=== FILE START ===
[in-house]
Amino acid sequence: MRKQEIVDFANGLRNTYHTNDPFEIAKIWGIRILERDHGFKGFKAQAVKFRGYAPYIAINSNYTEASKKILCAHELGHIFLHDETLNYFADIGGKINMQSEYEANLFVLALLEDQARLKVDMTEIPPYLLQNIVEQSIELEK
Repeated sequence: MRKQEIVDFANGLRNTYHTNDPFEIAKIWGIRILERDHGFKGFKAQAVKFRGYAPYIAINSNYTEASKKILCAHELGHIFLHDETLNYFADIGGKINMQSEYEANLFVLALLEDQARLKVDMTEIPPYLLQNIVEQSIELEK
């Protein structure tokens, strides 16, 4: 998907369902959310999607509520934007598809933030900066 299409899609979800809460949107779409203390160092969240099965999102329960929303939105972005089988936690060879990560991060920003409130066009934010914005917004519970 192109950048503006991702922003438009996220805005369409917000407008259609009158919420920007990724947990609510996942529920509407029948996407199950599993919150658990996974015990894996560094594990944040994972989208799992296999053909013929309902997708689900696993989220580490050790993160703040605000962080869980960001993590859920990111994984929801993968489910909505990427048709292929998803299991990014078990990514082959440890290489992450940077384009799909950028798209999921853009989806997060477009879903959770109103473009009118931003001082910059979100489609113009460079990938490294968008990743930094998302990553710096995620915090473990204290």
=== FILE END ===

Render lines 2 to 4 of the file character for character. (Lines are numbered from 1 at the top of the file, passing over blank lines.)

Amino acid sequence: MRKQEIVDFANGLRNTYHTNDPFEIAKIWGIRILERDHGFKGFKAQAVKFRGYAPYIAINSNYTEASKKILCAHELGHIFLHDETLNYFADIGGKINMQSEYEANLFVLALLEDQARLKVDMTEIPPYLLQNIVEQSIELEK
Repeated sequence: MRKQEIVDFANGLRNTYHTNDPFEIAKIWGIRILERDHGFKGFKAQAVKFRGYAPYIAINSNYTEASKKILCAHELGHIFLHDETLNYFADIGGKINMQSEYEANLFVLALLEDQARLKVDMTEIPPYLLQNIVEQSIELEK
């Protein structure tokens, strides 16, 4: 998907369902959310999607509520934007598809933030900066 299409899609979800809460949107779409203390160092969240099965999102329960929303939105972005089988936690060879990560991060920003409130066009934010914005917004519970 192109950048503006991702922003438009996220805005369409917000407008259609009158919420920007990724947990609510996942529920509407029948996407199950599993919150658990996974015990894996560094594990944040994972989208799992296999053909013929309902997708689900696993989220580490050790993160703040605000962080869980960001993590859920990111994984929801993968489910909505990427048709292929998803299991990014078990990514082959440890290489992450940077384009799909950028798209999921853009989806997060477009879903959770109103473009009118931003001082910059979100489609113009460079990938490294968008990743930094998302990553710096995620915090473990204290």